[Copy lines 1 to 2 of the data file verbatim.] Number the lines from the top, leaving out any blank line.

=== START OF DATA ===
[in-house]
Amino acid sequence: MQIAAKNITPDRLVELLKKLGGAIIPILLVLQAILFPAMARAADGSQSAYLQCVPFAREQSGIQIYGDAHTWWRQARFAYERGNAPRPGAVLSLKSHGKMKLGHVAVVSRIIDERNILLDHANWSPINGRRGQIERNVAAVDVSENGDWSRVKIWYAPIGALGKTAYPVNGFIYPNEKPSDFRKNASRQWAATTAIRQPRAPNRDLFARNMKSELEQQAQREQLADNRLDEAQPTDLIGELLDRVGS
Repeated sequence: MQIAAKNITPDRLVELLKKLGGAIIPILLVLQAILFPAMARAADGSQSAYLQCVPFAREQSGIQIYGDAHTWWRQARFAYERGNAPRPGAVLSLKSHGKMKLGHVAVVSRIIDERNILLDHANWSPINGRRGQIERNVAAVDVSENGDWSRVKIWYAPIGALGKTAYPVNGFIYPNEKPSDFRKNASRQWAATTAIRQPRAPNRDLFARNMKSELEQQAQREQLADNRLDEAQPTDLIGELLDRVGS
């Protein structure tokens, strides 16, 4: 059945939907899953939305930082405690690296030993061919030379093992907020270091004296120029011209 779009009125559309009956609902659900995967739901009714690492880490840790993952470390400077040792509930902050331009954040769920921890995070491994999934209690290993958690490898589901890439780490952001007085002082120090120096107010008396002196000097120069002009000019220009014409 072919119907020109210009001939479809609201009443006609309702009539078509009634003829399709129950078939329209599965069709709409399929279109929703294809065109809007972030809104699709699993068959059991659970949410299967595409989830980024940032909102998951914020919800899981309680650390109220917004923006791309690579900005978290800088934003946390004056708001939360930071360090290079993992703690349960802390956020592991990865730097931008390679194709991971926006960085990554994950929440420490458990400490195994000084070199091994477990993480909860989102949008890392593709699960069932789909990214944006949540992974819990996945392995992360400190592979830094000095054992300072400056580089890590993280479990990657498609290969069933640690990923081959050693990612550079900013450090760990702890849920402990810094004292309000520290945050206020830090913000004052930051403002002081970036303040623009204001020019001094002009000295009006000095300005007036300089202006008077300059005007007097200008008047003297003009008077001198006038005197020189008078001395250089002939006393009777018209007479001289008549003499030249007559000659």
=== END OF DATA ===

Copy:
[in-house]
Amino acid sequence: MQIAAKNITPDRLVELLKKLGGAIIPILLVLQAILFPAMARAADGSQSAYLQCVPFAREQSGIQIYGDAHTWWRQARFAYERGNAPRPGAVLSLKSHGKMKLGHVAVVSRIIDERNILLDHANWSPINGRRGQIERNVAAVDVSENGDWSRVKIWYAPIGALGKTAYPVNGFIYPNEKPSDFRKNASRQWAATTAIRQPRAPNRDLFARNMKSELEQQAQREQLADNRLDEAQPTDLIGELLDRVGS